Essay No. 9 – Anna Kaye-Rogers

THE WRITER ARCHETYPE
By Anna Kaye-Rogers

The rings on her fingers are clunky but tasteful, something only she could have pulled off. Her hair is swept up in a messy bun held secure by a hair tie and mutual understanding with gravity. She is the portrait of an artist as colorful eccentric, shuffling tarot cards and fangirling over authors whom she reverences with soft, hushed tones.

Across from her is the writer as an academic; safe and secure in the halls of college buildings where freshmen will part like the sea at the sight of her red hair and black-framed glasses. She speaks of contouring and characters, of heavy and heady ideas that include many and speak of them respectfully. There are crossed out red lines in her past and pills she must take, but her burdens strengthen her writing in their resolve.

And then there is me, not quite sure or steady in my writer archetype. I have not the calming presence or the friendly smile to indeed be academic, for my critiques can be bitchy and barbed. And I cannot wear rings nor pull off the unshakeable self-confidence of ascribing futures to my friends and approaching authors for signatures, sometimes bearing gifts. I am simply me.

There is a fourth member in the huddled ring, loosely assembled inside an apartment filled with drawings and references and toaster strudels. She is blonde and young where we are old and colorful. Too young, we might argue. Her characters have yet to become people; her worlds remain empty and unformed. When she presents her idea at our sacred writing circle, that she came up with ‘just last night’, it is the same origin story as the tale told last week that the teller had spent months working on. Our colorful artiste had pointed with her Barbie pink nails at all the places on the map her story would visit. Tonight, a new map is brought in with the same symbols and the same geography. The plagiarism is unintentional but unmistakable.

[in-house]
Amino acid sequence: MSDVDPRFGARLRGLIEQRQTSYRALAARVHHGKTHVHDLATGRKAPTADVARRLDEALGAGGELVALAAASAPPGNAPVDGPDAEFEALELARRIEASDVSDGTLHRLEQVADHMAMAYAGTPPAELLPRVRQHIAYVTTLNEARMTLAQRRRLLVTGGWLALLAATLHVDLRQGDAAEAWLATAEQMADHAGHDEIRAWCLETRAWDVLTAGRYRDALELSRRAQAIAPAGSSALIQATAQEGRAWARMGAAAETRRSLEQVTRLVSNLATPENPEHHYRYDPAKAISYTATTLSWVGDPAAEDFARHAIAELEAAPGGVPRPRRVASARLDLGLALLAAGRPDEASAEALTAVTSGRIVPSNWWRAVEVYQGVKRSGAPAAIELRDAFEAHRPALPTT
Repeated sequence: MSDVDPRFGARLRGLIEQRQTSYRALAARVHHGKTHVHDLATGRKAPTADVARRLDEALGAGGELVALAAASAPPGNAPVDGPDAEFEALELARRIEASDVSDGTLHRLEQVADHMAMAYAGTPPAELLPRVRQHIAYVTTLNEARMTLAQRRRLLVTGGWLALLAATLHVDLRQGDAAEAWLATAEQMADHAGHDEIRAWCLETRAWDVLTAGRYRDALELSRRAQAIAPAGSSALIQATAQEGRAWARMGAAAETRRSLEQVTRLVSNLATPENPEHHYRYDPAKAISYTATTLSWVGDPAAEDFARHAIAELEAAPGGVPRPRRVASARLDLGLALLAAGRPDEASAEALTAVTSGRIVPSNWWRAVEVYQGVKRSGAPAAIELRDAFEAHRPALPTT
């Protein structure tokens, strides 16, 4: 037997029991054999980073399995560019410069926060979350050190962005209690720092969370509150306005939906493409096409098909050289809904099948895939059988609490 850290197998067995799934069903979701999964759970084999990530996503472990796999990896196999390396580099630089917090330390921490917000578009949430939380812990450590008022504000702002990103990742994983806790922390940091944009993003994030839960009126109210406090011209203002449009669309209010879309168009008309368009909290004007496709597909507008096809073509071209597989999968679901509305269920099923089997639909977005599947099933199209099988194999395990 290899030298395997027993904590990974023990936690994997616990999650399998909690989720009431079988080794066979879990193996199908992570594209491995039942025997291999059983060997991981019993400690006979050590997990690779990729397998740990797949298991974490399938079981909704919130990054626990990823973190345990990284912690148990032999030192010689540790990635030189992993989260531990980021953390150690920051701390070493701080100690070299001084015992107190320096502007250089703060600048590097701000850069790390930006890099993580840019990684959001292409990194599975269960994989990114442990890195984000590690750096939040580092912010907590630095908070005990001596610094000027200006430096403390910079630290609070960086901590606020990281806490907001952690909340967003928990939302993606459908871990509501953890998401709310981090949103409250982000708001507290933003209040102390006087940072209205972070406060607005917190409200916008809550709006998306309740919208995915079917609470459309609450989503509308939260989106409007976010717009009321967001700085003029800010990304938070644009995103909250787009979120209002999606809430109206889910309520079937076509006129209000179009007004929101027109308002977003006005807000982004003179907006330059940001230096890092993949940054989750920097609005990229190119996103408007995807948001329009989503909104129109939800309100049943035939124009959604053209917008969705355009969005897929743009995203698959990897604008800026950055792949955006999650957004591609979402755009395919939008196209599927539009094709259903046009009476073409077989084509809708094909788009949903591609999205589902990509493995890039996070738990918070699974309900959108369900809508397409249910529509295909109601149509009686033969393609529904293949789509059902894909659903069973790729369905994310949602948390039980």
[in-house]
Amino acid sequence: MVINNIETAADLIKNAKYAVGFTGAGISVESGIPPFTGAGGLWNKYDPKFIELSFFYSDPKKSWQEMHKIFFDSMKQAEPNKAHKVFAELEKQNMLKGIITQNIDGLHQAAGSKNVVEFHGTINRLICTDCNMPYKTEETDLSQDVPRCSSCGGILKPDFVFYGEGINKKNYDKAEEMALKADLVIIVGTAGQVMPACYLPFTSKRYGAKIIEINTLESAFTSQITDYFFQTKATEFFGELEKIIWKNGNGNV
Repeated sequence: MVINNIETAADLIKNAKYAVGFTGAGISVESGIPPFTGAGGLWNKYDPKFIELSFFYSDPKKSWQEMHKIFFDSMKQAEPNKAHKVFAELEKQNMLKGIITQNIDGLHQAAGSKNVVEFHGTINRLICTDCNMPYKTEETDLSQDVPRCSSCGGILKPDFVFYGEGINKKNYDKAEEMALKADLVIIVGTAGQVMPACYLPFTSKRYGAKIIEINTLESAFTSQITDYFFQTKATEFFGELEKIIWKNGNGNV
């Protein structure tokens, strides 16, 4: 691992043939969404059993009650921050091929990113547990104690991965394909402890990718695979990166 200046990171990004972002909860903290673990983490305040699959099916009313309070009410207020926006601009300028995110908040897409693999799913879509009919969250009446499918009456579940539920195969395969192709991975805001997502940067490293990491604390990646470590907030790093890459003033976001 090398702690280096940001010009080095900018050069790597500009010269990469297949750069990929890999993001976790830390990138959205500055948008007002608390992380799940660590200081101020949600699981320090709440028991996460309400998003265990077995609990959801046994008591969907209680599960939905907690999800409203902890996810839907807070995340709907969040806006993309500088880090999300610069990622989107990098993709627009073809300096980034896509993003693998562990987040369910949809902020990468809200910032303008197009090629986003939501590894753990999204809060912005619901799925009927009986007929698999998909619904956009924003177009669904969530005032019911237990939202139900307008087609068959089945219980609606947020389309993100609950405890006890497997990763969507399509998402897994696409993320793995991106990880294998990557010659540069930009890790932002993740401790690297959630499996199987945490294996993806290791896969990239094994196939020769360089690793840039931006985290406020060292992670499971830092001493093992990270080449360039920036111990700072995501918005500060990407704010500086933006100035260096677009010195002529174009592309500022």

The academic and I exchange glances. My tone is harsher than intended when I point out that her only formed plot point was better articulated by someone else last week. She laughs, awkward and embarrassed. She tries out writing the way she tries out our hobbies. She is desperate to fit in and keep up, yet unsure of how she is shaped like a person. A distance settles between the four of us.

There is debate as to how we handle this. The writing group was formed to hold novelists accountable. To churn out chapters at an acceptable rate. To query, unceasingly. To comfort, when the feedback returns. A place for sharing the secrets of plot twists and characters introduced in chapters we never have enough time to critique fully in class. It was meant to be friendly, and inclusionary. Now, there is a debate. Is it is nicer to keep her with us and held back at arms’ length, willing to accept a critique but unable to trust, or if honesty and causing hurt is better? Pain is not the objective, but she will feel it if we point out that we aren’t comfortable hearing our stories and characters coming out of her mouth. Many writers take from people they admire or surround themselves with by-and-by people, we mean books, for we treat them as if they had souls, but these are published with copyrights and lawyerly protections. We have no such luxuries in our small corner of the world, made significant by magic and fantasy and friendships.